Eventually I married, had a son, built a home and a life away from my family, although we all lived close and still saw each other on a regular basis. I had some challenges in my marriage (another woman) and business life (bias against women, sexual harassment) but the next really big challenge was yet to come.

In 2003, the tech bubble burst and I lost my corporate job. My husband, Mike, who liked the money but not the hours I spent away from home, wanted me to be more available for our son. Since we were sitting pretty well off, I took a new job with better hours but a substantial (read $100K+) cut in pay. But, I learned these jobs were not as stable so, there were a series of them I went through before things settled down finally in early 2006. Then Mike died. He was 46. He had an unusual type of stroke that was misdiagnosed until things went too far south for him to recover. (Dealing with everything that happened during his time in the hospital was another huge challenge, but it’s not one I’m going to talk about here. The feelings are difficult to convey by mere words on paper.)

It turned out his death wasn’t the only thing I had to deal with though....

I wound up in a huge financial bind. We had insurance and it should have paid off our home and cars, but it didn’t. You see, when we took out the policy, I was the main bread winner by a substantial margin so, to save money, we chose to only cover me on the payout. Of course, that occurred when we were in our 20s and we never thought about it again, so it ended up being a rather unpleasant surprise. Not only did I now need to cover the mortgage and car payments, but we had also taken out a home equity loan for some upgrades we did to the house that I needed to pay off. One that it turned out, Mike had been using to cover our bills and not telling me. Then, there was a second loan he had taken out on his own without my knowledge to fund a business venture he was planning. (I knew about the venture but I didn’t know he was already investing our money in it.) Yes, Mike had life insurance, but I now had substantial hospital bills beyond what his medical insurance would cover as well.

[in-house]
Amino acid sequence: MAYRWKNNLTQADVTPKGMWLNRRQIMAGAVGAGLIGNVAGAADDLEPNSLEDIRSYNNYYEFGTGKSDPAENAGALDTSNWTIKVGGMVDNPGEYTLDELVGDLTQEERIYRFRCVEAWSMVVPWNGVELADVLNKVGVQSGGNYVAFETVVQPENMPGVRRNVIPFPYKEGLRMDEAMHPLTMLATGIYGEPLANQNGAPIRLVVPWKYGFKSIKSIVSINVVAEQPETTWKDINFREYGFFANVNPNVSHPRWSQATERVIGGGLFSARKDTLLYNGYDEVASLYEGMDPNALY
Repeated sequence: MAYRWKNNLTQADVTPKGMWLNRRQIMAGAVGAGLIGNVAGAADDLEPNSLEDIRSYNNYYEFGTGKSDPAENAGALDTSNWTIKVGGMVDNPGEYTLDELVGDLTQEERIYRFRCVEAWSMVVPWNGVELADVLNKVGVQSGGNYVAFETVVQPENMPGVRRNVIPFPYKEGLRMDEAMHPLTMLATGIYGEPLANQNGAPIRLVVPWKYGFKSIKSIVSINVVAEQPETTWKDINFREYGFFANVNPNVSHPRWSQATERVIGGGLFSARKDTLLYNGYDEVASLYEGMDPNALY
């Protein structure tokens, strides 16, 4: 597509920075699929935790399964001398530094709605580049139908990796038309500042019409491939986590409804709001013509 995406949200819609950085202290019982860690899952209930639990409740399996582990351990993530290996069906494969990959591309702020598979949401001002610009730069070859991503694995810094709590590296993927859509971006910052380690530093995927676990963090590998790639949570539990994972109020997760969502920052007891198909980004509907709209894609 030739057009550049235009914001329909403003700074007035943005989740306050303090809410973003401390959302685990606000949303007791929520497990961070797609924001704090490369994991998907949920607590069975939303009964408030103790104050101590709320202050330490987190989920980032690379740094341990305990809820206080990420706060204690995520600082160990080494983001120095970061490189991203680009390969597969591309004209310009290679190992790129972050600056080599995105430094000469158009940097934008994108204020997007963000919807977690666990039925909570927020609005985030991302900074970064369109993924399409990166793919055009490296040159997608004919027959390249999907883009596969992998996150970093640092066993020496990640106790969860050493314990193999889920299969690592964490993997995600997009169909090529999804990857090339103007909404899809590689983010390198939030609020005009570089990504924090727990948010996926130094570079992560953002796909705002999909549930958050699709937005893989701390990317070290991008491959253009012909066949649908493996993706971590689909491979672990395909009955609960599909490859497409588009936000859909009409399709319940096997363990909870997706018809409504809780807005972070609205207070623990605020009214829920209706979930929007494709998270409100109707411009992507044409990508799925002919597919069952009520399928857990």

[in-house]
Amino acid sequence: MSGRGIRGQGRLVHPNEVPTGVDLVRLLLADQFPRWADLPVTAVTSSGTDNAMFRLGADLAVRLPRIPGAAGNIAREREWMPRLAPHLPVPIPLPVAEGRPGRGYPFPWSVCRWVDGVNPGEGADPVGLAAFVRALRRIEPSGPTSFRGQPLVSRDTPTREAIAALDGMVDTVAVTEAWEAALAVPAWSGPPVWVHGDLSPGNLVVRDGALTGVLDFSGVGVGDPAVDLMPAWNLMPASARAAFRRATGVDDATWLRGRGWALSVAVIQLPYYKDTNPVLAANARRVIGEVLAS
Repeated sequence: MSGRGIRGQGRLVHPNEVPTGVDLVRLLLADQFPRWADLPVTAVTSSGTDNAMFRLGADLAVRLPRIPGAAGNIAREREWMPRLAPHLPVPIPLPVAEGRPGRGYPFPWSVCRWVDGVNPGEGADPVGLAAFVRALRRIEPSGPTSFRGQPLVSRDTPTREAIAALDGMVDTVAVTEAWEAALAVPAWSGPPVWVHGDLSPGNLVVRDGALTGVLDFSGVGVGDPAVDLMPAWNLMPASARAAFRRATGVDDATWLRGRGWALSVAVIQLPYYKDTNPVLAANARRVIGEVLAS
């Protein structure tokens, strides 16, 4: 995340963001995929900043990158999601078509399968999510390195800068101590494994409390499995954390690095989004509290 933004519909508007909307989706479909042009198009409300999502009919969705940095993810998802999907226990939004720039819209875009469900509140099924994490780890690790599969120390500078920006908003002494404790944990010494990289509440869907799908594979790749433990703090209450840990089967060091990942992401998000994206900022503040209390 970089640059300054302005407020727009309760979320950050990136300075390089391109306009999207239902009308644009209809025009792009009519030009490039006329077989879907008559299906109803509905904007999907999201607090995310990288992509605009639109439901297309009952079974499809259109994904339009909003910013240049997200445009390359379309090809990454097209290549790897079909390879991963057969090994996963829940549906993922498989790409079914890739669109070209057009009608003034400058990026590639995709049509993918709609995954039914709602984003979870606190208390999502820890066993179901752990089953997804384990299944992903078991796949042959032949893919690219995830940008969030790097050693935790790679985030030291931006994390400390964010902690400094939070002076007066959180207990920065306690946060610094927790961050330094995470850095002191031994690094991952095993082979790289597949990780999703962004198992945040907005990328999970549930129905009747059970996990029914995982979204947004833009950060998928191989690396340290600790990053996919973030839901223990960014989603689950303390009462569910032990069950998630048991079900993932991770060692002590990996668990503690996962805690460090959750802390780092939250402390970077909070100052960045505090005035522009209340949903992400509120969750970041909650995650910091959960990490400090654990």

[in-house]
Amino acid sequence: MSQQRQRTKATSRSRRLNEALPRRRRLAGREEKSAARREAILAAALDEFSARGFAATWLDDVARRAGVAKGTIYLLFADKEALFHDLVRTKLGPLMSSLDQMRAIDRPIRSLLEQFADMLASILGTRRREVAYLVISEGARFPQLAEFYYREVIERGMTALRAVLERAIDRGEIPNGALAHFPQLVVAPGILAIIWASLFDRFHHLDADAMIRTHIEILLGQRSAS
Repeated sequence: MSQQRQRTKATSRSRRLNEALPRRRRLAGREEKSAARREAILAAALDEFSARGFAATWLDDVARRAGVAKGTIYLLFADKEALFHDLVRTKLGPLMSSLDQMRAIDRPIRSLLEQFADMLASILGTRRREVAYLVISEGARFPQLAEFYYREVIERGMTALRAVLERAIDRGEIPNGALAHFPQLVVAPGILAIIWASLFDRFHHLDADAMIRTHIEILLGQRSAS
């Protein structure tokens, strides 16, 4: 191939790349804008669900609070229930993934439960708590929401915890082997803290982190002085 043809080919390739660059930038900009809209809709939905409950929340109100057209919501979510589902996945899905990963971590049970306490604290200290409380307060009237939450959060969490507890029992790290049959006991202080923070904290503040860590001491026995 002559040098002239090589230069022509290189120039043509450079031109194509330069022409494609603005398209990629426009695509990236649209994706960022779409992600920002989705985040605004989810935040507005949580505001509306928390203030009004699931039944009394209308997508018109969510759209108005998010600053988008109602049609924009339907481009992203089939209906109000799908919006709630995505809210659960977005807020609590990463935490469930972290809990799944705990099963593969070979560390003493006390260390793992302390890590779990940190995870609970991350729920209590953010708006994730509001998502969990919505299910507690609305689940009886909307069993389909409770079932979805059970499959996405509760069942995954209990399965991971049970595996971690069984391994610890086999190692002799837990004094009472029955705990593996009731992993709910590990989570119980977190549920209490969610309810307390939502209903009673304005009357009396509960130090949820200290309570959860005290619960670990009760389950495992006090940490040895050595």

Now mind you, none of this would have been an issue on my corporate salary but, I was no longer making six figures. In fact, I wasn’t even making $35K. There was no way I was going to be able to cover these expenses, on top of food and utilities. But I kept on rolling. I kept on trying to keep everything going like nothing was wrong. I sent our son off to college on a student loan I didn’t have a prayer of being able to pay off. I covered his expenses when he blew up his credit cards. I sold off the cars I wouldn’t use but only made enough to pay off the loans. I tried to get a second job but couldn’t get hired. Even though I was only in my 40s, my age didn’t help. Then I lost my job. And then another one (the company closed). And then a third one. (This because I took time off to plan my mother's funeral. They fired me the day I came back.) I began selling off anything I could make some money on – our riding mower, furniture, jewelry, even our wedding rings. I attempted to put the house on the market, only to have realtors turn it down. The bank began to send foreclosure notices on my house and set it up for auction.